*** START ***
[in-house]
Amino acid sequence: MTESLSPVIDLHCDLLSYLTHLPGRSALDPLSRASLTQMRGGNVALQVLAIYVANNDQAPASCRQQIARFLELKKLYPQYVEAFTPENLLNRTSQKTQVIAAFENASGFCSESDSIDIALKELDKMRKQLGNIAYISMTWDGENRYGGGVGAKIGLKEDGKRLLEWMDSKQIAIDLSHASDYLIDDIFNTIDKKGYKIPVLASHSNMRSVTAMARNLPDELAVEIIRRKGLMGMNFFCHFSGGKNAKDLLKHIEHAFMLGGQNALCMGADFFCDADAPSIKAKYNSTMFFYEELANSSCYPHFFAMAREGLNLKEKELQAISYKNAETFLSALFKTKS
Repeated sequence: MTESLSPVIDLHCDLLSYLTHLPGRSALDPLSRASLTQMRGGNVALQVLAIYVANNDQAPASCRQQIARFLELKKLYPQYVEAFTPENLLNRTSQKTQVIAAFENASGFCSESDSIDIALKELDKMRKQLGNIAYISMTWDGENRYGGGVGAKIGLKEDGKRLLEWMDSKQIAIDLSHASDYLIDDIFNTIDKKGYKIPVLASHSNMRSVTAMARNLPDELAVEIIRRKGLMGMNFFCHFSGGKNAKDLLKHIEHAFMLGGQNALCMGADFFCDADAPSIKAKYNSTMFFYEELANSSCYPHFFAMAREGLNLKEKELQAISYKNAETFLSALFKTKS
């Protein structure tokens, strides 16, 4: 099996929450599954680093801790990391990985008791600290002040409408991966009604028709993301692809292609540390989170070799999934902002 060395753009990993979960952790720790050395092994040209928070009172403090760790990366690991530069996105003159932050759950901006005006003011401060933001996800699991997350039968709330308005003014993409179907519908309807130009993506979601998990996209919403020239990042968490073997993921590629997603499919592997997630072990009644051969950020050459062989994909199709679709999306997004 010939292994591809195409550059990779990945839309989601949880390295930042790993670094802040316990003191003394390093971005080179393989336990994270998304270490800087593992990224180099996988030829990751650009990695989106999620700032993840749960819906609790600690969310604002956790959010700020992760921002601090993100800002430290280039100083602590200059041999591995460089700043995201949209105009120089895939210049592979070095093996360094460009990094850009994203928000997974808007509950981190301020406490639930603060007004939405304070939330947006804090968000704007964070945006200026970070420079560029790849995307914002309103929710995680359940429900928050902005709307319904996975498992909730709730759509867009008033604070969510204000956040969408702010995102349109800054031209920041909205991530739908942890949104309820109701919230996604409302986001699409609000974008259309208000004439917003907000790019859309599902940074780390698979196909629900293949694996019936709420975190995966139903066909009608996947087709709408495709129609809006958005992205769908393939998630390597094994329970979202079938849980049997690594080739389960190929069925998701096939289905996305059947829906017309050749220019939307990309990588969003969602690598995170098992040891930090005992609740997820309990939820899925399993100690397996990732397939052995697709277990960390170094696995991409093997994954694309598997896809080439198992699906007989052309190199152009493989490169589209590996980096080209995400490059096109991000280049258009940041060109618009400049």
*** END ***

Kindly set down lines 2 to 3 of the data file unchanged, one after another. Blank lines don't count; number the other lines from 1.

Amino acid sequence: MTESLSPVIDLHCDLLSYLTHLPGRSALDPLSRASLTQMRGGNVALQVLAIYVANNDQAPASCRQQIARFLELKKLYPQYVEAFTPENLLNRTSQKTQVIAAFENASGFCSESDSIDIALKELDKMRKQLGNIAYISMTWDGENRYGGGVGAKIGLKEDGKRLLEWMDSKQIAIDLSHASDYLIDDIFNTIDKKGYKIPVLASHSNMRSVTAMARNLPDELAVEIIRRKGLMGMNFFCHFSGGKNAKDLLKHIEHAFMLGGQNALCMGADFFCDADAPSIKAKYNSTMFFYEELANSSCYPHFFAMAREGLNLKEKELQAISYKNAETFLSALFKTKS
Repeated sequence: MTESLSPVIDLHCDLLSYLTHLPGRSALDPLSRASLTQMRGGNVALQVLAIYVANNDQAPASCRQQIARFLELKKLYPQYVEAFTPENLLNRTSQKTQVIAAFENASGFCSESDSIDIALKELDKMRKQLGNIAYISMTWDGENRYGGGVGAKIGLKEDGKRLLEWMDSKQIAIDLSHASDYLIDDIFNTIDKKGYKIPVLASHSNMRSVTAMARNLPDELAVEIIRRKGLMGMNFFCHFSGGKNAKDLLKHIEHAFMLGGQNALCMGADFFCDADAPSIKAKYNSTMFFYEELANSSCYPHFFAMAREGLNLKEKELQAISYKNAETFLSALFKTKS